17/01/24 09:43:06 WARN SparkContext: Use an existing SparkContext, some configuration may not take effect.
Spark context Web UI available at
Spark context available as 'sc' (master = local[*], app id = local-1485272586191).
Spark session available as 'spark'.
Welcome to
      ____              __
     / __/__  ___ _____/ /__
    _\ \/ _ \/ _ `/ __/  '_/
   /___/ .__/\_,_/_/ /_/\_\   version 2.0.0

Using Scala version 2.11.8 (Java HotSpot(TM) 64-Bit Server VM, Java 1.8.0_60)
Type in expressions to have them evaluated.
Type :help for more information.

scala> :q


One last thing before we move onto to IntelliJ configuration. We should change Spark’s default logging level to only log WARN messages instead of INFO. This prevents Spark from over-populating the console from log statements.

~ cd $SPARK_HOME/conf/
~ cp
~ nano
~ # Set everything to be logged to the console
log4j.rootCategory=WARN, console <<-- Change INFO to WARN
~ close nano editor & save the file

Configuring IntelliJ

Download latest IntelliJ community edition from here : download. Once downloaded, start IntelliJ & install Scala plugin via IntelliJ IDEA -> Preferences -> Plugins -> Search for Scala. Install the latest version. This is all that is required for configuring IntelliJ. In the next section, I will implement sample SparkSQL program in IntelliJ & show you how to configure Spark specific dependencies & run your Spark program directly from IntelliJ.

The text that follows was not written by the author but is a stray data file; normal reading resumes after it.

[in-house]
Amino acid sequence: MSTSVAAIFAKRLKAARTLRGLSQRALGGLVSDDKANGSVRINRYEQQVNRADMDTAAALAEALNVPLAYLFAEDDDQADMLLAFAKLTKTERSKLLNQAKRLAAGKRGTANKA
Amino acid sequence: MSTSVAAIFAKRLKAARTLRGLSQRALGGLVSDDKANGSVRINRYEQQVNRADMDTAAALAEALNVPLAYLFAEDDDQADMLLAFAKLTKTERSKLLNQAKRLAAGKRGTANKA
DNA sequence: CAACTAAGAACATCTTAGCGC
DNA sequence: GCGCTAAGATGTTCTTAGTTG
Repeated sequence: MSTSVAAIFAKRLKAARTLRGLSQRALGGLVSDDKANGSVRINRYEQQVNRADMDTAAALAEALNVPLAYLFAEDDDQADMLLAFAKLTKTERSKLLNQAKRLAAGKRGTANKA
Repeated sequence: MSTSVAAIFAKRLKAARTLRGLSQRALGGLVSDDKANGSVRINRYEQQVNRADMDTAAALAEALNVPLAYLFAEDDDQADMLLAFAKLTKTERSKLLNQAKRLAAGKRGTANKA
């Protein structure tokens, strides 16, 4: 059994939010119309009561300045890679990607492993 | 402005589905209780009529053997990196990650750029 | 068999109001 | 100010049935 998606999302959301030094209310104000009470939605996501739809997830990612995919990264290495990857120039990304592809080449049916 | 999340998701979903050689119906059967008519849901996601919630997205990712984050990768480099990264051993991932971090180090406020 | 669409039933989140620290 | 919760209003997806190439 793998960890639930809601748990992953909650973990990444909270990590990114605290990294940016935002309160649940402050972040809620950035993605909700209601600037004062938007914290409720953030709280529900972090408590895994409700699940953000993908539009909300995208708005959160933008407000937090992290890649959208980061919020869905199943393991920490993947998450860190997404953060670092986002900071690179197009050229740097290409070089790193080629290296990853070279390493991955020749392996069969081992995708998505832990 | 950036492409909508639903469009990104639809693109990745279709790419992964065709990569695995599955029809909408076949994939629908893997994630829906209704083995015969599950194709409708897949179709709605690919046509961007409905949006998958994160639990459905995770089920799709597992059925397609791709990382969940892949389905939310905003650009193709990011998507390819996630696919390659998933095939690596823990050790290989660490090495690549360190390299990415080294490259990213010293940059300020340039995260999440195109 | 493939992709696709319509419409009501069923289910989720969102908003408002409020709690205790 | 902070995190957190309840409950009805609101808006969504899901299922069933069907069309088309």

SparkSQL Demo

Start IntelliJ and create new Scala project via File -> New Project -> Scala -> Enter SparkForDummies in project name field and click finish.

Before you click finish, ensure that project sdk is set to Java 1.8 & Scala sdk is set to 2.11.7

Next, lets add Spark dependencies. We will be adding following Spark dependencies to our project:

  • org.scala-lang:scala-library:2.11.8
  • org.apache.spark:spark-core_2.11:2.0.0
  • org.apache.spark:spark-sql_2.11:2.0.0

Open up Project Structure window(File -> Project Structure) and add above mentioned dependencies by searching & adding them in Module -> dependencies tab. Screenshot below.

IntelliJ Dependencies
Spark Dependencies

Setting Up Sample Data

We will be running a moderatly complex query against sample persons data. For the purpose of this blog, I have generated sample persons data(see below). Copy the data & save it in a file say Person_csv.csv. It’s a comma seperated file with first row being the header.

Austin,dolore ea t,aliquyam consetetur,Texas,31244,937463544,First_Name_937463544,Last_Name_937463544,,69,F,,Married,1,85374635
Boston,lorem,erat sit,California,23758,949524468,First_Name_949524468,Last_Name_949524468,,90,M,,Unmarried,2,97244952
Houston,eirmod sanctus,ipsum at,Florida,22204-5052,929989712,First_Name_929989712,Last_Name_929989712,,17,M,937463544,Unmarried,3,25523729
Washington DC,sit sadipscing,ipsum nonummy diam lo,New York,33171,913626428,First_Name_913626428,Last_Name_913626428,,23,F,,Married,4,59884726